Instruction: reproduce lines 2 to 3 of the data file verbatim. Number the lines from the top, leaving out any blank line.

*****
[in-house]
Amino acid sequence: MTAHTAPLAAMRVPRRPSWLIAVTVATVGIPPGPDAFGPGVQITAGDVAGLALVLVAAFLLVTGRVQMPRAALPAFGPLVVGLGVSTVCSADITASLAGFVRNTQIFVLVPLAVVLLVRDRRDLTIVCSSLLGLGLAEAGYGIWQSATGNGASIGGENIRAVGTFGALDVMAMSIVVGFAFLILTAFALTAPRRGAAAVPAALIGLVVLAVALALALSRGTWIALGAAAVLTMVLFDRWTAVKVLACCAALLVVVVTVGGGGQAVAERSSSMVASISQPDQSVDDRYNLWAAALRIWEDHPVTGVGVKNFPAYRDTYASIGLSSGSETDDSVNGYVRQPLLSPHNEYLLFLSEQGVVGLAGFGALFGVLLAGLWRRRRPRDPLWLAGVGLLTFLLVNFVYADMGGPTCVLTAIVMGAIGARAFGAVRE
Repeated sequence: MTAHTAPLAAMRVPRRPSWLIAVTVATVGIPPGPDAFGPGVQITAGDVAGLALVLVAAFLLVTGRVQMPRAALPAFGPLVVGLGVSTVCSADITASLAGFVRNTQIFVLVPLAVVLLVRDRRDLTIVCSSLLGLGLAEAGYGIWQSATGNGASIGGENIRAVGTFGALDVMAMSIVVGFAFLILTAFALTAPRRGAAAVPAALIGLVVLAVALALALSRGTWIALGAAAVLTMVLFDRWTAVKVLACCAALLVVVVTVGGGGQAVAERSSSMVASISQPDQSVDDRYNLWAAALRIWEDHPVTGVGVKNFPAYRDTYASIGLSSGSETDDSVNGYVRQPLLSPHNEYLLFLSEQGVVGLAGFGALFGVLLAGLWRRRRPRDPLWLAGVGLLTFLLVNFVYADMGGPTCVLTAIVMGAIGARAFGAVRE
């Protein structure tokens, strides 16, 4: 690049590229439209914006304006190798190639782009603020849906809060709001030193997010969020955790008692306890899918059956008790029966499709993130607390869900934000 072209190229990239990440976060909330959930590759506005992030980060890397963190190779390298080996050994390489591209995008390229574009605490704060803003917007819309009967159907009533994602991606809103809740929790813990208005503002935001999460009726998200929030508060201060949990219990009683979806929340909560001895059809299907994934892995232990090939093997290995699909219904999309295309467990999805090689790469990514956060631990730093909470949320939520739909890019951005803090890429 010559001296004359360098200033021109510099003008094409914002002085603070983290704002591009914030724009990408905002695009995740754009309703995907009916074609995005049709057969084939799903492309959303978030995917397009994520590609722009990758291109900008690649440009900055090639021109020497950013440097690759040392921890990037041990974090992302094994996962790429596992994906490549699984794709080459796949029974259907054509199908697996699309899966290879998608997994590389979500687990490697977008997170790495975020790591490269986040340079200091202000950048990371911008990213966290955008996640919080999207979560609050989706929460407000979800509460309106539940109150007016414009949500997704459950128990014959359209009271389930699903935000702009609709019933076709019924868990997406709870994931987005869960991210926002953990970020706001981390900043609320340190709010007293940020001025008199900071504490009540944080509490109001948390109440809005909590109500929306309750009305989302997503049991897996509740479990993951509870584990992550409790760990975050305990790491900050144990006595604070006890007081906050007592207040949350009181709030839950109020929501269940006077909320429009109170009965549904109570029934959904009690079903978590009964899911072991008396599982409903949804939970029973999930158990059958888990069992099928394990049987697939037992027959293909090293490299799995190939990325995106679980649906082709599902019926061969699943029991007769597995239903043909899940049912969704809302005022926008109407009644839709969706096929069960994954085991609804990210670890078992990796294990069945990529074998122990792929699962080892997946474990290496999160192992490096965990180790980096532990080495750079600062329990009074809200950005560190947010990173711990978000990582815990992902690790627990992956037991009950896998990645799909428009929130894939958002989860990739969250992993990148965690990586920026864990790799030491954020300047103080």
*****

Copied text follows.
Amino acid sequence: MTAHTAPLAAMRVPRRPSWLIAVTVATVGIPPGPDAFGPGVQITAGDVAGLALVLVAAFLLVTGRVQMPRAALPAFGPLVVGLGVSTVCSADITASLAGFVRNTQIFVLVPLAVVLLVRDRRDLTIVCSSLLGLGLAEAGYGIWQSATGNGASIGGENIRAVGTFGALDVMAMSIVVGFAFLILTAFALTAPRRGAAAVPAALIGLVVLAVALALALSRGTWIALGAAAVLTMVLFDRWTAVKVLACCAALLVVVVTVGGGGQAVAERSSSMVASISQPDQSVDDRYNLWAAALRIWEDHPVTGVGVKNFPAYRDTYASIGLSSGSETDDSVNGYVRQPLLSPHNEYLLFLSEQGVVGLAGFGALFGVLLAGLWRRRRPRDPLWLAGVGLLTFLLVNFVYADMGGPTCVLTAIVMGAIGARAFGAVRE
Repeated sequence: MTAHTAPLAAMRVPRRPSWLIAVTVATVGIPPGPDAFGPGVQITAGDVAGLALVLVAAFLLVTGRVQMPRAALPAFGPLVVGLGVSTVCSADITASLAGFVRNTQIFVLVPLAVVLLVRDRRDLTIVCSSLLGLGLAEAGYGIWQSATGNGASIGGENIRAVGTFGALDVMAMSIVVGFAFLILTAFALTAPRRGAAAVPAALIGLVVLAVALALALSRGTWIALGAAAVLTMVLFDRWTAVKVLACCAALLVVVVTVGGGGQAVAERSSSMVASISQPDQSVDDRYNLWAAALRIWEDHPVTGVGVKNFPAYRDTYASIGLSSGSETDDSVNGYVRQPLLSPHNEYLLFLSEQGVVGLAGFGALFGVLLAGLWRRRRPRDPLWLAGVGLLTFLLVNFVYADMGGPTCVLTAIVMGAIGARAFGAVRE